Many of the village's striking buildings are made of honey-coloured limestone,
some dating back as far as the 17th century.
The property we're taking them to
lies just behind the village's high street.
The problem with 17th-century villages, they're full of 17th-century property,
which tends to be quite small, little windows, dark.
-So I thought I'd bring you to something in the village, but new.
-How do you feel about new?
Quite like new. As long as it's tasteful.
How do you feel about brand new?
Yeah, always willing to look at brand-new houses.
How do you feel about never-been-entered-before?
That's great! We can do what we like to it.
How do you feel about this one?
That is nice!
Yes, that, in a village like this, is just right.
Doesn't look new.
It fits into the village perfectly.
Just need to have a look inside now.
As you'll see inside, it is extremely new,
so there's not an awful lot to look at. A lot to imagine.
That's a very good start indeed.
I'm particularly pleased they like it, cos finding a modern property that works so well
within its surroundings isn't always easy.
Come on in.
Ooh, it smells like a brand new house!
It does, doesn't it? It's a nice hallway.
It's all finished to a very high spec. We'll look at bits and bobs,
but they've not skimped at all.
I know the most important room for you is the kitchen. We're going there first.
Here we go, more bare bones.
-This is a kitchen, isn't it?
-It's a good size. It's fantastic.
-And so many windows.
-Yeah. You don't usually see a modern house with such thick walls
you can have those sort of window ledges. That is unusual.
-Such a lovely big, square kitchen.
-Yeah. Yes, exactly, yeah.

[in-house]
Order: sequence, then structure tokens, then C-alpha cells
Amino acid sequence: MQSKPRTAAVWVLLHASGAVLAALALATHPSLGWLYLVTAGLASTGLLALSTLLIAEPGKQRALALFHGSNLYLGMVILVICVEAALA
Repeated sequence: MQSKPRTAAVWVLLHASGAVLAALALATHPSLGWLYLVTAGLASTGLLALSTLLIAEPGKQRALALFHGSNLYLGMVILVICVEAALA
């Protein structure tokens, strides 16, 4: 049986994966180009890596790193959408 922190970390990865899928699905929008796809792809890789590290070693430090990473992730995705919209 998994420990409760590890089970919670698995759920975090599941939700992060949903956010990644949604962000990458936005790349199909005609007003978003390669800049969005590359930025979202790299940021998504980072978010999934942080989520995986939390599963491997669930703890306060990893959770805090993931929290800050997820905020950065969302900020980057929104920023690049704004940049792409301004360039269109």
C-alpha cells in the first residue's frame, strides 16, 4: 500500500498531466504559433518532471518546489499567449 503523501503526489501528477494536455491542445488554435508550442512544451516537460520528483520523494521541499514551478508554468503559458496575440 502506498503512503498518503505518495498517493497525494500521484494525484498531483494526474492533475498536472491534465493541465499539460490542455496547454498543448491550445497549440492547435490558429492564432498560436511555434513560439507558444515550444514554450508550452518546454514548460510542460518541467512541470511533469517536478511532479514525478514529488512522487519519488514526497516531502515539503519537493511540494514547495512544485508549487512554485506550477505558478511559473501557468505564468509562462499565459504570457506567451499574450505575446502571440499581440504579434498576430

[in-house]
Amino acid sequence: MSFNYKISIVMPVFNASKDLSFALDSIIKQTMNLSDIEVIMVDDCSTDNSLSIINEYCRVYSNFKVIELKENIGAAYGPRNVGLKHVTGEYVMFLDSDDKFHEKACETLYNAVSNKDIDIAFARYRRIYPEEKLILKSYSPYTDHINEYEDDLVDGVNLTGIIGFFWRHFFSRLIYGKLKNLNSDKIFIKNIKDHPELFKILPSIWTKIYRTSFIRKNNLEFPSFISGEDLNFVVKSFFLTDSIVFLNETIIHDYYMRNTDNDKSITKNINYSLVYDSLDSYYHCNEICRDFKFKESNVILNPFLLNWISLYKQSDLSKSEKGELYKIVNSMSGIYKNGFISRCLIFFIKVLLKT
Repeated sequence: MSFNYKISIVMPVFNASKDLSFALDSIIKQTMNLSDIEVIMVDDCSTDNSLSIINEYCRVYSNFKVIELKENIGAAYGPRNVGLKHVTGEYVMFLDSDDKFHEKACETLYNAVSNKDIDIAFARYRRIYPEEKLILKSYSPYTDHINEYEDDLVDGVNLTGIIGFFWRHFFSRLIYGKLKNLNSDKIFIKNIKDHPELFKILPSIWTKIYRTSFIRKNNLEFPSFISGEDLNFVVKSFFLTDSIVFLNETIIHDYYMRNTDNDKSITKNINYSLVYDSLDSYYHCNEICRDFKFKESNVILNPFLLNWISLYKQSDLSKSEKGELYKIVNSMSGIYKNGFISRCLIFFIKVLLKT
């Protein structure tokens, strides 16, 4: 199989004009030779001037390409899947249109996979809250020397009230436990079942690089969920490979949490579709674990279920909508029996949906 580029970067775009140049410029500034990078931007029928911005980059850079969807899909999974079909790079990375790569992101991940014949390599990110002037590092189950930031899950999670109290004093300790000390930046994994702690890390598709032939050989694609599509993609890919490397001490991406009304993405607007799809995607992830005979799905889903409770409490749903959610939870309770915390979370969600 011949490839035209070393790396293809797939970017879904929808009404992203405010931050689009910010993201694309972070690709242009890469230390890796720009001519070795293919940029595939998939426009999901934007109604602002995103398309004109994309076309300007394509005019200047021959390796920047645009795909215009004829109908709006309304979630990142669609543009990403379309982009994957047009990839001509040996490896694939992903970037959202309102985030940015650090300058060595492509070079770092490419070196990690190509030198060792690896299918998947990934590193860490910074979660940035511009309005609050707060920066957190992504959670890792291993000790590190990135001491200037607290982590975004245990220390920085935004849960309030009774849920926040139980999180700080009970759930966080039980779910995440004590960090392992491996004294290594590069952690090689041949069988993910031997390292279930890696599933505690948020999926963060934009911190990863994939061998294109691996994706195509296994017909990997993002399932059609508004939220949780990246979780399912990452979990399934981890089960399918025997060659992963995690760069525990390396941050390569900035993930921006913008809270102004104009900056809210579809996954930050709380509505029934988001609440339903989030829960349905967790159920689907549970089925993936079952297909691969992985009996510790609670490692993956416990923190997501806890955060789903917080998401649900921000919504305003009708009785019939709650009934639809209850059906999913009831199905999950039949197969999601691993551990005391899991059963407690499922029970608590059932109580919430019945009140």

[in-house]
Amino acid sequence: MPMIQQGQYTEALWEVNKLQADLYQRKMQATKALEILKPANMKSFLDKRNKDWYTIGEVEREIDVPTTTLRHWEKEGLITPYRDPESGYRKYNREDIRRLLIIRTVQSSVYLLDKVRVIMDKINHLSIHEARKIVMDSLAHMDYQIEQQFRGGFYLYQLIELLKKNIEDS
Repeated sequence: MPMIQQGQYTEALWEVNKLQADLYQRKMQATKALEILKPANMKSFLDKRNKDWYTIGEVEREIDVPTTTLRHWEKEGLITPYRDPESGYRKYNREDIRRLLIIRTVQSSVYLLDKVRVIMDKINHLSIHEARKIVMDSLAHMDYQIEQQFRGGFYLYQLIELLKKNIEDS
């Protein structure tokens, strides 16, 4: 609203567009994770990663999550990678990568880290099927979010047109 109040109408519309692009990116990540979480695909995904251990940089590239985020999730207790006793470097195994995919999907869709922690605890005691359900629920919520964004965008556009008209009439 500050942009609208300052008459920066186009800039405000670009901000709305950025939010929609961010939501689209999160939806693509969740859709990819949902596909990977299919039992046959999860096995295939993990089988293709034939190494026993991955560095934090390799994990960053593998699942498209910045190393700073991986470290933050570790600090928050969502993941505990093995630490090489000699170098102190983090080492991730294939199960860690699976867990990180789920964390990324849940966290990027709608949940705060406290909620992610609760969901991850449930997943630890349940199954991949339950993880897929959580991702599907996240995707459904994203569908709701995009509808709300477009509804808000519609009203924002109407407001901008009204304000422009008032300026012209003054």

-Let's take a look at the living room.
-'That's two perfects in a row, nice work!'
-This will be the sitting room, lounge.
-Yes, it's cosy. Big enough...
-as a sitting room.
-..for six, eight people.
-We could get some of our furniture in here.
'It can be very tricky showing people around a blank canvas,
'so I'm pleased Suzanne and Bob have the imagination
'to visualise their own furnishings in here.'
This is the other downstairs room.
-A reasonable size for a dining room.
-You'd make this the dining room?
-I would've thought it was.
-Or a study.
-I was thinking maybe a sort of snug.
-It could be, yeah.
something like that. Home cinema.
-LAUGHTER Hey, yeah, the whole...
'The downstairs certainly seems to appeal to them.
'Let's hope the upstairs with its four bedrooms can do the same.'
This is the family bathroom.
-It's rather nice. You could sit and watch the neighbours as you bath.
-You could, couldn't you, yes?
-So, you have four bedrooms upstairs.
One little single here, which we won't look at.
-You can have a look later.
But we are going to look in here.
They're not massive rooms. This is billed as a double.
You could get a double bed in here.
-You could get... Yes.
-This would definitely be a good guest double.
There's one more sort of smallish double and then the master.
-And here would be your bedroom.
-Good size. Yeah, it's a good size.
-A good size, a nice view.